Hello hello to everyone reading!
I made the mistake of only blogging on a separate site, and so why don’t we take a stroll down memory lane together?
June 25, 2018
It’s Week Three, and I have noticed that some things change.
In my internship, I just finished writing up the questions I’ll be asking our community members. I didn’t think I would be starting this all so quickly, but just next week the thing I thought defined my project will be over.
When July comes I will start writing up an annual report for my organization–something that was only recently added to my project–and then I will be learning ArcGIS and making maps, and then I will be door knocking, and then I won’t even be here anymore.
The Bridging Neighborhoods Program is changing itself too. We’re all in meetings twice a week trying to work out exactly how we’ll be rolling out a new aspect to our program (I’m actually not allowed to talk about it explicitly). This change will mean a huge shift in how we interact with the community, and I am so excited for it.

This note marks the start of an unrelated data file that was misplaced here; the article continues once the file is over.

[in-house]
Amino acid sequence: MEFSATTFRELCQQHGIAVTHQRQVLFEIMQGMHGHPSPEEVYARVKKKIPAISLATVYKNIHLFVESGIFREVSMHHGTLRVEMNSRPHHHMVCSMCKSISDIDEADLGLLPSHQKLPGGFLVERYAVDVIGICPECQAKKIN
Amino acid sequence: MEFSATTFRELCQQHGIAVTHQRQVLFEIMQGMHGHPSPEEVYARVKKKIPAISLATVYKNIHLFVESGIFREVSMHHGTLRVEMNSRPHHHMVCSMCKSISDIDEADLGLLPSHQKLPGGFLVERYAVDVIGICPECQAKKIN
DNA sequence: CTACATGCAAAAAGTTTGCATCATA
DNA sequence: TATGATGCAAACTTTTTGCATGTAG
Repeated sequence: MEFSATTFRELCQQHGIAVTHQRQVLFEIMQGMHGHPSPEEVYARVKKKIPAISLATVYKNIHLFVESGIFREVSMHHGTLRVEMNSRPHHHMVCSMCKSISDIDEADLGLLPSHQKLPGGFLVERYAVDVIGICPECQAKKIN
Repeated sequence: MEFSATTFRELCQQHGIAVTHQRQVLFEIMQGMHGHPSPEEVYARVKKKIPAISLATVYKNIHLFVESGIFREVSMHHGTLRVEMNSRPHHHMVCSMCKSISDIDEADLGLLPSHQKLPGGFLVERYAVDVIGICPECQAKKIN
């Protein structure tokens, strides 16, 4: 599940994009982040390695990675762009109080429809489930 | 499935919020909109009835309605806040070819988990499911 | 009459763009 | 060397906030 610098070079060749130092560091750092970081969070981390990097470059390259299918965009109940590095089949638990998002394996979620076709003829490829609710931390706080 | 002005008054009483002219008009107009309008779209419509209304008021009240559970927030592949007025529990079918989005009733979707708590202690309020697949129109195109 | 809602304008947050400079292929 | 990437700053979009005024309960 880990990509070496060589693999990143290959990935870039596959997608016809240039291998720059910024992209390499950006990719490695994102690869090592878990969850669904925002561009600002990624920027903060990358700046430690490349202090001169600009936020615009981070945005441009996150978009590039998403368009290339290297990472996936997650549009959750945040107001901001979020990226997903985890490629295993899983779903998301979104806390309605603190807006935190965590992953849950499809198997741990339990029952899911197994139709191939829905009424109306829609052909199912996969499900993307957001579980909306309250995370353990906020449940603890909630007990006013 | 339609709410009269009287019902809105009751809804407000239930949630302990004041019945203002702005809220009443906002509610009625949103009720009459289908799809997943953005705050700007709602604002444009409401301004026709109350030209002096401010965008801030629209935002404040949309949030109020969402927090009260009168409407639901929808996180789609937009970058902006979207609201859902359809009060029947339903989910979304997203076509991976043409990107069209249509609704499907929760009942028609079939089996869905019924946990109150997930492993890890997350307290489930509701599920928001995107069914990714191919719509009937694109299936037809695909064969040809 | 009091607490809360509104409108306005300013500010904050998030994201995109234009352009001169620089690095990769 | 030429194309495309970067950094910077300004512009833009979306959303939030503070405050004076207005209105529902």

And of course, another thing of change is Detroit.
A good friend of mine was performing this last Thursday at Ford Field, and after a long week on my feet, I decided I would walk around after without my shoes on. When I did this as a kid, I always had to watch out for glass, or for metal, or you can guess what else, but walking up and down Cass, where the streets are swept religiously, I found myself able to look down less and less.
I have to admit it was pretty nice being able to walk barefoot, but I couldn’t help imagining the sweeper running up the street, picking up a pile like a broom, and leaving it in neglect as a barricade in the road. In my head, the barricade blocks cars, and bikes, and views, and the wind picks up everything shiny and leaves it between sidewalks and blades of grass.
It was pretty nice being able to walk around barefoot. But under changing lights of GM I was left uneasy knowing there are men, women, and children on the other side of that barricade without any shoes.